• Queen Victoria pardons the main character of piracy in The Pirates! In an Adventure with Scientists. Unfortunately, that disqualifies him from the pirate competition.
  • Robin Hood (1973): The epilogue shows a "Pardoned by Order of King Richard" sign covering Robin Hood's wanted poster.

    Films — Live-Action 
  • In The Adventures of Robin Hood, Robin's first request when King Richard asks what his reward should be is a pardon for his men.
  • O Brother, Where Art Thou?: The protagonist fugitive Soggy Bottom Boys are pardoned for their crimes by Mississippi Governor Pappy O'Daniel (note, irl, O'Daniel was governor of Texas). The sheriff who's been chasing the fugitives doesn't care about the pardon and tries to hang them anyway.
  • In Captain Blood, Lord Willoughby offers the titular character both a pardon and a commission from the British King - which Blood and his men eagerly accept once they're told that the Glorious Revolution has taken place, King James has been deposed and exiled and that it's King William making the offer.
  • A full pardon of their capital offenses was the incentive for the main characters of The Dirty Dozen to volunteer for the film's mission. Only one of them lives to get pardoned, the rest just get posthumously declared to have died in the line of duty instead of being executed.
  • Escape from New York. Snake Plissken is offered a Presidential pardon for all of the federal crimes he committed. The catch: the President is currently held prisoner inside the New York Maximum Security Penitentiary, so Snake has to rescue him before he can get the pardon.
  • I Shot Jesse James: Main character Robert Ford kills his best friend Jesse James in order to get this. He gets it, but he finds that the guilt of killing Jesse and the reputation it's given him make him question whether it was really worth it.
  • In the 1977 The Man With The Iron Mask, Phillippe is rescued from prison by a pardon; earlier, the king had asked why, and the minister had explained it was the release of a minor offender to celebrate his clemency.
  • At the end of Star Trek IV: The Voyage Home, Admiral Kirk and crew are arraigned before the Federation Council where their numerous violations of regulations are listed, then all charges but one are dismissed due to "certain extenuating circumstances," i.e. saving the world. (The remaining charge results in Admiral Kirk getting busted back to Captain.)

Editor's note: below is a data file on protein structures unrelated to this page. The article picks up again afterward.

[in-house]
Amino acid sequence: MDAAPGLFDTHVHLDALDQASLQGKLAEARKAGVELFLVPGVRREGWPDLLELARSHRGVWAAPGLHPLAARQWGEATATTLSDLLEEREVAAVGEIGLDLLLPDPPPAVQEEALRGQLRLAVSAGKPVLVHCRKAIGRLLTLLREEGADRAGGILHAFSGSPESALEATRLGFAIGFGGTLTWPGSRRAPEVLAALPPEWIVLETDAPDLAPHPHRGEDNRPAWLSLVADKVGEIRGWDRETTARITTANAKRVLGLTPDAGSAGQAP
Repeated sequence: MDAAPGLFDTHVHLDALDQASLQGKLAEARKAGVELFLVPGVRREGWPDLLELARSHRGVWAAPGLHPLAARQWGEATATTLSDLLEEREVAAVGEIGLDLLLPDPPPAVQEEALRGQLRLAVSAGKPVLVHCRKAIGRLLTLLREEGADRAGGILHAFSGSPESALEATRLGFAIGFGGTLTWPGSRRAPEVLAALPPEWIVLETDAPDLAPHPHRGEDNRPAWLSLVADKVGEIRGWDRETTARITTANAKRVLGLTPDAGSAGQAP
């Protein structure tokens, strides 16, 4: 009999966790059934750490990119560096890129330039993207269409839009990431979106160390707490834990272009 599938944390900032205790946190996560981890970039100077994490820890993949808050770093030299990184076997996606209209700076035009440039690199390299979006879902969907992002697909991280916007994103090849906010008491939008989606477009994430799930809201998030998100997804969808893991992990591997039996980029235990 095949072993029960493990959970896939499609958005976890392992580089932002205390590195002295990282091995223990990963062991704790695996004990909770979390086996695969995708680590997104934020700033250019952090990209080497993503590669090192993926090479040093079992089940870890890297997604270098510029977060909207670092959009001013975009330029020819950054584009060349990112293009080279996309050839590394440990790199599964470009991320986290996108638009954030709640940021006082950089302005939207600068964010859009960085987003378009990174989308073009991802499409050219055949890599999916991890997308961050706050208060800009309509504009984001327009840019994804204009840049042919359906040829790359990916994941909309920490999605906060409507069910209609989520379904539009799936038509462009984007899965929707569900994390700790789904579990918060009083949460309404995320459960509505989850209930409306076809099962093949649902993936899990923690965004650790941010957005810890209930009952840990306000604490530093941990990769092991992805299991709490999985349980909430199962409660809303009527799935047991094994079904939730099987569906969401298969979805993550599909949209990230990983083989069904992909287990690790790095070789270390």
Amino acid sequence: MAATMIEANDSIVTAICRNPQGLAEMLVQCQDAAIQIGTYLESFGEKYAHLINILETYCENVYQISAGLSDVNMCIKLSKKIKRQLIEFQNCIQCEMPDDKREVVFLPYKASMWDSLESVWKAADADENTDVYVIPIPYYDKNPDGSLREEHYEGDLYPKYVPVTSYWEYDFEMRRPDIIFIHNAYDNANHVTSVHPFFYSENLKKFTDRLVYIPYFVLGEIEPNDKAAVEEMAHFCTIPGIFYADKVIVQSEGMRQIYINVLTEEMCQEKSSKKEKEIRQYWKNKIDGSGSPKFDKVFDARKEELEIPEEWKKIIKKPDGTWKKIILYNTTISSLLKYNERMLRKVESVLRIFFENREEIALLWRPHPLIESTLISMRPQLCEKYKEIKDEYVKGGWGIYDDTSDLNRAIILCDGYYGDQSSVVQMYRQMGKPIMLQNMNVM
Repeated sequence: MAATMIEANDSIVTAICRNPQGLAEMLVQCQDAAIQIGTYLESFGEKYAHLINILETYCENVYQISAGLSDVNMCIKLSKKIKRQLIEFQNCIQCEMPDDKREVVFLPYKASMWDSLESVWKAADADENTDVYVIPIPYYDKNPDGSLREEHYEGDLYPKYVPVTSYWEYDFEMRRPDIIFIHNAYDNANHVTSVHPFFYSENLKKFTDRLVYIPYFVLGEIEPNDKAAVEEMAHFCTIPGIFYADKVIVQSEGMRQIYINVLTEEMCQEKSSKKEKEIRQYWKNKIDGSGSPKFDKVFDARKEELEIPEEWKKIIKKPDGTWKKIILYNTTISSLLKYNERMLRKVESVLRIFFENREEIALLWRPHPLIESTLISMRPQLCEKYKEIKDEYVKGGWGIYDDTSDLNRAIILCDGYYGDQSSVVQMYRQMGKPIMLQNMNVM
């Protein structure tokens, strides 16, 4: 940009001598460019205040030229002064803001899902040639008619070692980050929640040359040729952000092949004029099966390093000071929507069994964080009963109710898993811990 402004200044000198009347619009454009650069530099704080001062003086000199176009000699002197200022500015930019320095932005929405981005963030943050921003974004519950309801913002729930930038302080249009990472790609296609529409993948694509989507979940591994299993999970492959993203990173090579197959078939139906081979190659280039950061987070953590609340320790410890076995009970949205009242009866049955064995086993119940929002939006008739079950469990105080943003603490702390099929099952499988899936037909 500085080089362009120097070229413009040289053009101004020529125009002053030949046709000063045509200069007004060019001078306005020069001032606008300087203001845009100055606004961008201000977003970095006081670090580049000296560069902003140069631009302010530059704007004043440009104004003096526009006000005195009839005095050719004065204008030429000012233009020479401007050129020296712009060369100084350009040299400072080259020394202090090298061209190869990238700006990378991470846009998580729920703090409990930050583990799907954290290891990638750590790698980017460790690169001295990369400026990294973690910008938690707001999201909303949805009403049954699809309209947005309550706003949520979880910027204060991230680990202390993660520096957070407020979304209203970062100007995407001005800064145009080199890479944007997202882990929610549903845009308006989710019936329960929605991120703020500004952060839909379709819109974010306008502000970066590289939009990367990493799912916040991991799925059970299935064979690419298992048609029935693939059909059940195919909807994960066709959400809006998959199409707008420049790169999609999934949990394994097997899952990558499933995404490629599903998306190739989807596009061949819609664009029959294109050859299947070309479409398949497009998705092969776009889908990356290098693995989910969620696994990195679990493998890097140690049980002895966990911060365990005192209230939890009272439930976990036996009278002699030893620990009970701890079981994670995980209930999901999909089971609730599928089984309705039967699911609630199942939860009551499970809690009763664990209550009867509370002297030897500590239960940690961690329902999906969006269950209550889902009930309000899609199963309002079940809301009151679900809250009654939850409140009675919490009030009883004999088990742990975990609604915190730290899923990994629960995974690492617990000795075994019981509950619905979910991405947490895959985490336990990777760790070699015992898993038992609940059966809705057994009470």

• In The Hunger Games: Mockingjay Part 2, after Katniss kills President Coin, she's told to stay hidden until emotions die down a bit and the next President can officially pardon her.
  • Guilt by Association: President Clinton commutes many sentences of prisoners serving time under the drug laws' mandatory minimums, which gives hope to Susan and others sentenced by the same laws. Later, she is one of the other prisoners who have their long sentences commuted too.
  • A Non-Criminal Type: In the movie version of The Prince and the Pauper, Errol Flynn's character, Miles Hedon, rescues Prince Edward Tudor, but fails to recognize him (since Tom [the pauper]) is in court. Since Edward still acts like a royal, he forbids Miles from sitting in his presence. Finally, Miles convinces Edward to "grant" him the privilege. Later, after Edward has been crowned king, Miles gets bored during his coronation speech and sits on the steps of the dias. The other court members are incensed until Edward confirms that he (and all his descendants) can sit in the presence of royalty.
  • On Her Majesty's Secret Service. Blofeld's demand is not another ransom, but a pardon for his past crimes and formal recognition of his (implied to be illegitimate) aristocratic title. He would have gotten away with it too, if he hadn't made the mistake of holding prisoner a daughter of a Union Corse crime boss that James Bond can call on for his Men of Sherwood.
  • In My Country: The focus of the film is on South Africa's Truth and Reconciliation process, where those who had committed atrocities during the Apartheid era would confess their crimes, ask forgiveness, then be granted amnesty. Most get it, but in the case of De Jager his crimes are viewed as so highly disproportionate that amnesty is denied and he will stand trial.

  • In the Chivalric Romance Gamelyn, Gamelyn violently resists one brother's attempt to cheat him of his inheritance and use false jurors to condemn him. When the king discovers the truth, he pardons him and his brother who helped him, and installs them as royal officials.